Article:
EU Court Annuls Morocco Trade Agreement Over Western Sahara

By Gasia Ohanes

Uk law and justice concept with a 3d render of a gavel on a wooden desktop and the Union Jack flag on background.

The EU Court ruled the North African country did not have the consent of the people of Western Sahara required for the now-cancelled fisheries and agricultural treaties.

The Court of Justice of the European Union on Wednesday said it has cancelled two agricultural trade agreements with Morocco concerning the disputed Western Sahara region, saying the North African country did not have the consent of local inhabitants affected.

The EU ruled in favour of the Front Polisario independence movement, which had filed the case in 2019 on behalf of the Sahrawi people who populate the region. The front has been fighting for Western Sahara’s independence from Morocco.

Repealing a ‘faulty’ Council decision

The EU-Morocco agreements concern the waters and territory of the disputed Western Sahara region.

The deals allowed Morocco to export goods from contested Western Sahara and had previously been ratified by the European Parliament.

In Wednesday’s ruling, the tribunal said the Council had made a mistake and decided to revoke the agreements saying they imposed obligations on the people of Western Sahara without their consent.

“The Court concludes that the Council did not sufficiently take into account all the relevant factors relating to the situation in Western Sahara,” it said in a press release.

The Council, which is made up of representatives of EU states, had “wrongly considered that it had a degree of discretion” in its decision on whether or not to comply with an unfulfilled requirement for consent, the statement said.

A deal without consent

“The Court takes the view that, in so far as the agreements at issue apply expressly to Western Sahara and, as regards the decision concerning the Sustainable Fisheries Partnership Agreement, to the waters adjacent to that territory, they concern the people of that territory and require the consent of its people,” it said.

The agreements will be terminated “over a certain period” to ensure the EU respects commitments it has already agreed to.

The rule of international law, where the consent of “a third party to an international agreement may be presumed” if the deal grants the party rights does not apply to this case, the tribunal said.

“The agreements at issue are not intended to confer rights on the people of Western Sahara, but to impose obligations on them,” it added.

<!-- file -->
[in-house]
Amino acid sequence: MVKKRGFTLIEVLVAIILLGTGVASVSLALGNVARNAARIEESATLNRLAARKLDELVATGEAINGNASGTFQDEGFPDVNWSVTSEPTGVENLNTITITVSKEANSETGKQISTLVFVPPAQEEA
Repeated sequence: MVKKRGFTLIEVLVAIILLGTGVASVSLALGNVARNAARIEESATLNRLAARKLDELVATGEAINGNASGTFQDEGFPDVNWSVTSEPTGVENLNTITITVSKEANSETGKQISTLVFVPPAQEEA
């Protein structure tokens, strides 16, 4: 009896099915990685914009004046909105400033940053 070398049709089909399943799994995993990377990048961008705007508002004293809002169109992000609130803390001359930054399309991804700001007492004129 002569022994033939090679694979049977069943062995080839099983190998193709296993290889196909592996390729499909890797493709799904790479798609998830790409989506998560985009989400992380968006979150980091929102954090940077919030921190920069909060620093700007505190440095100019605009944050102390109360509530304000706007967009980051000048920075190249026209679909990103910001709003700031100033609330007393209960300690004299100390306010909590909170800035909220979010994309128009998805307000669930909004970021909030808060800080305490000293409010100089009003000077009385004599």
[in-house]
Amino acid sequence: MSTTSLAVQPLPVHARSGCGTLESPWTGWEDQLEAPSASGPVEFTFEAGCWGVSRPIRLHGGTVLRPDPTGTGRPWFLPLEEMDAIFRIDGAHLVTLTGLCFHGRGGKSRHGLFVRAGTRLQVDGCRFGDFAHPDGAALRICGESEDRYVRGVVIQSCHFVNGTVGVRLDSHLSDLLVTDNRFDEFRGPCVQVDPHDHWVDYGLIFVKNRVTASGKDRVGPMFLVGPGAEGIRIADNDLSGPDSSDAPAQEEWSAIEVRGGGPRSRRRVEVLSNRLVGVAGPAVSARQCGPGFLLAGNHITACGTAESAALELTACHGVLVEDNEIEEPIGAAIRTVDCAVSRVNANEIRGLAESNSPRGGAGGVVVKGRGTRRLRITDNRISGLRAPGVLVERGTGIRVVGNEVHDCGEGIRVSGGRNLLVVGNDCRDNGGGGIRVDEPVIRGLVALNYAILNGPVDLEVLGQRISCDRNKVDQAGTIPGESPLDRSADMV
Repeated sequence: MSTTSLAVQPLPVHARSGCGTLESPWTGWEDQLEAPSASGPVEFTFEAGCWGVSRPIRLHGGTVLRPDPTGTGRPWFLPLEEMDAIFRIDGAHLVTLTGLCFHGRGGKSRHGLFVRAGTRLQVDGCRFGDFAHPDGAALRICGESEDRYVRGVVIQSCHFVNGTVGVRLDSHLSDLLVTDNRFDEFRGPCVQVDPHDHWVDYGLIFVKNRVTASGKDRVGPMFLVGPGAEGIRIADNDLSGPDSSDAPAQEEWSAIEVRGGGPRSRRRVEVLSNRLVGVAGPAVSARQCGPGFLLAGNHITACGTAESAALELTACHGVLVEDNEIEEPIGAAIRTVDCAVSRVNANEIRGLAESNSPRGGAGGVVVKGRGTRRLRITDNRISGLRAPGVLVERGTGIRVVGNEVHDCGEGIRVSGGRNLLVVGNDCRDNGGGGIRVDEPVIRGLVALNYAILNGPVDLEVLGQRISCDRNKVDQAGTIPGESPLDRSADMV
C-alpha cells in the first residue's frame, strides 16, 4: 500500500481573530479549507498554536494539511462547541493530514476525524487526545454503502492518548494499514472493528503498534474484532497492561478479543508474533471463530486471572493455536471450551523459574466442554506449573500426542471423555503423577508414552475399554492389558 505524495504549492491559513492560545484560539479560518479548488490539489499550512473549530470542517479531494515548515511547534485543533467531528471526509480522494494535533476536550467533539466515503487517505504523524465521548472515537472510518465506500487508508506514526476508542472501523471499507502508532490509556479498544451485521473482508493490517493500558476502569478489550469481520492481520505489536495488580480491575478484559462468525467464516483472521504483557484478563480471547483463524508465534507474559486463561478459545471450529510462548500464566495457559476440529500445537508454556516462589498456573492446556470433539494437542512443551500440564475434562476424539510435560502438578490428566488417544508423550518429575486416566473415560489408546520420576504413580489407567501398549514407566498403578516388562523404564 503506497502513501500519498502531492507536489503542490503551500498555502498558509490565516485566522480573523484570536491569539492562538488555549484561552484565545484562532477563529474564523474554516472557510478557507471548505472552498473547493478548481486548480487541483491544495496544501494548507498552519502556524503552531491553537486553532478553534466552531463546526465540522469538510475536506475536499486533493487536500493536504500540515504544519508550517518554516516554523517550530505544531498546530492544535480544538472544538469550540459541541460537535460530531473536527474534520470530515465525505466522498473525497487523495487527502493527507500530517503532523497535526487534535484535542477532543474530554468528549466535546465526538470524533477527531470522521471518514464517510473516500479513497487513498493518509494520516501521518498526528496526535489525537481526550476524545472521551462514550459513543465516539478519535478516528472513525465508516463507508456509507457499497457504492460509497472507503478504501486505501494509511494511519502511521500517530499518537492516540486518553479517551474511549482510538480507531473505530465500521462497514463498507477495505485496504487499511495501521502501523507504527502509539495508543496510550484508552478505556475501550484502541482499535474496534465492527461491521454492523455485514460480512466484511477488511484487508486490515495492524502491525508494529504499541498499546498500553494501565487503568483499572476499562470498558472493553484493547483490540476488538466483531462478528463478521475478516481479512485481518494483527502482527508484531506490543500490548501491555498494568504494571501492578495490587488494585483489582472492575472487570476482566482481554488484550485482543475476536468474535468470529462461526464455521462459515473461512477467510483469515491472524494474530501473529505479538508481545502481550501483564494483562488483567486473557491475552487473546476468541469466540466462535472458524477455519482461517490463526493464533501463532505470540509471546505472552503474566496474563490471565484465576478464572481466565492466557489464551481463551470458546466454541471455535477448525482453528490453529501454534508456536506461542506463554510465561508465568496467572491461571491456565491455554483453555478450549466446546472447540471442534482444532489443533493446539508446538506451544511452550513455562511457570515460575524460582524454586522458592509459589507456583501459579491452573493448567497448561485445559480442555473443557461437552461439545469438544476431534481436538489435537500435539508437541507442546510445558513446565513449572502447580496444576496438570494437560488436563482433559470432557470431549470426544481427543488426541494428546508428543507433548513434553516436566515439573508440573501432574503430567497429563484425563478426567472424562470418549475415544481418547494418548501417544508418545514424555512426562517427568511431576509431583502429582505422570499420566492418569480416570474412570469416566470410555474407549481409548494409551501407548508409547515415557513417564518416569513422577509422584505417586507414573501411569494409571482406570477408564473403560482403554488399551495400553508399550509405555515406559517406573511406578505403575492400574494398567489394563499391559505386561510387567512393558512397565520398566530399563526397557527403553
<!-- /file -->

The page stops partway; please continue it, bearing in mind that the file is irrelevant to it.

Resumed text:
What is the dispute over Western Sahara?

Morocco has occupied the Western Sahara area on the Atlantic coast of northwest Africa since 1975. The region was previously part of a Spanish colony.

In 1991, the Polisario Front and the Moroccan government agreed to a truce after 16 years of war. UN observers continue to monitor the situation, with clashes between the two sides reigniting last year.

The Polisario Front has since become an internationally recognized representative of the Sahrawi people and their fight for independence.

The EU is Morocco’s leading trade partner and the biggest foreign investor in Morocco.

‘A victory for the people of Western Sahara’

The EU ruling was embraced by Sahrawi activists as a small victory over Morocco. Some Moroccan nationalists, on the other hand, blasted the move, accusing the EU of “attacking Moroccan sovereignty”.

Mohamedsalem Werad, a videographer from Western Sahara and co-editor of the blog Saharawi Voice, told DW the ruling “did not come as a surprise” but showed that the rule of law is “on our side”.

“Saharawis do not have the means, the resources and the backing that Morocco has when defending our right to self-determination and our right to independence from the ongoing Moroccan military occupation. But what we have on our side is the rule of law, legitimacy and justice. Today’s Court ruling has… confirmed this,” Werad said.

“This ruling is not just a victory for the people of Western Sahara, but a victory for all those who seek to uphold an international rules-based order… where military annexations of foreign territories are discouraged and not rewarded with trade agreements,” he added.

Source: DW

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